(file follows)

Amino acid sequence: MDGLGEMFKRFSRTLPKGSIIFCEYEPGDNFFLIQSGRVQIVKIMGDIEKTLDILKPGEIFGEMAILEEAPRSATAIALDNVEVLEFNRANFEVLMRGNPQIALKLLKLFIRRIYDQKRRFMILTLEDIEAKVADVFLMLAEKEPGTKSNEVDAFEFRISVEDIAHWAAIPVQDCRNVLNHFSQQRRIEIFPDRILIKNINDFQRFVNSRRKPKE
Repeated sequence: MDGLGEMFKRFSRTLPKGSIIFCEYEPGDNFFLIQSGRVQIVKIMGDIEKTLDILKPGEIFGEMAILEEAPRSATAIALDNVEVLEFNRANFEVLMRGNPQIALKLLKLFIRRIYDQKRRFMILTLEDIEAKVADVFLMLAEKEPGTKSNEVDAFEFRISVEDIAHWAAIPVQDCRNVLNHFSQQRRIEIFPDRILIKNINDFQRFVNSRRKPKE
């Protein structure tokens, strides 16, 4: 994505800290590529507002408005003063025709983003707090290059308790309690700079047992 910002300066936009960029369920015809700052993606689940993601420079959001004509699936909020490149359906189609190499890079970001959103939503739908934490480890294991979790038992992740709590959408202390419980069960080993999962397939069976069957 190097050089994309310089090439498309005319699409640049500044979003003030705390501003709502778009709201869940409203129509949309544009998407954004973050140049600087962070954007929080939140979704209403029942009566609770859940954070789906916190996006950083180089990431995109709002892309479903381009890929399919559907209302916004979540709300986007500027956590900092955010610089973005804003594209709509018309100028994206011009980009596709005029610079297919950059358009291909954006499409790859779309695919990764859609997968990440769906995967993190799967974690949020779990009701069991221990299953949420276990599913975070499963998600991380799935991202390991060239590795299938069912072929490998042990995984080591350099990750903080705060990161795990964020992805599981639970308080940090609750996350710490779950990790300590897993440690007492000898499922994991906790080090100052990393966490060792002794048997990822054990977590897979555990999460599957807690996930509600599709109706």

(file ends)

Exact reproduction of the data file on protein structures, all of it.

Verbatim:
Amino acid sequence: MDGLGEMFKRFSRTLPKGSIIFCEYEPGDNFFLIQSGRVQIVKIMGDIEKTLDILKPGEIFGEMAILEEAPRSATAIALDNVEVLEFNRANFEVLMRGNPQIALKLLKLFIRRIYDQKRRFMILTLEDIEAKVADVFLMLAEKEPGTKSNEVDAFEFRISVEDIAHWAAIPVQDCRNVLNHFSQQRRIEIFPDRILIKNINDFQRFVNSRRKPKE
Repeated sequence: MDGLGEMFKRFSRTLPKGSIIFCEYEPGDNFFLIQSGRVQIVKIMGDIEKTLDILKPGEIFGEMAILEEAPRSATAIALDNVEVLEFNRANFEVLMRGNPQIALKLLKLFIRRIYDQKRRFMILTLEDIEAKVADVFLMLAEKEPGTKSNEVDAFEFRISVEDIAHWAAIPVQDCRNVLNHFSQQRRIEIFPDRILIKNINDFQRFVNSRRKPKE
């Protein structure tokens, strides 16, 4: 994505800290590529507002408005003063025709983003707090290059308790309690700079047992 910002300066936009960029369920015809700052993606689940993601420079959001004509699936909020490149359906189609190499890079970001959103939503739908934490480890294991979790038992992740709590959408202390419980069960080993999962397939069976069957 190097050089994309310089090439498309005319699409640049500044979003003030705390501003709502778009709201869940409203129509949309544009998407954004973050140049600087962070954007929080939140979704209403029942009566609770859940954070789906916190996006950083180089990431995109709002892309479903381009890929399919559907209302916004979540709300986007500027956590900092955010610089973005804003594209709509018309100028994206011009980009596709005029610079297919950059358009291909954006499409790859779309695919990764859609997968990440769906995967993190799967974690949020779990009701069991221990299953949420276990599913975070499963998600991380799935991202390991060239590795299938069912072929490998042990995984080591350099990750903080705060990161795990964020992805599981639970308080940090609750996350710490779950990790300590897993440690007492000898499922994991906790080090100052990393966490060792002794048997990822054990977590897979555990999460599957807690996930509600599709109706």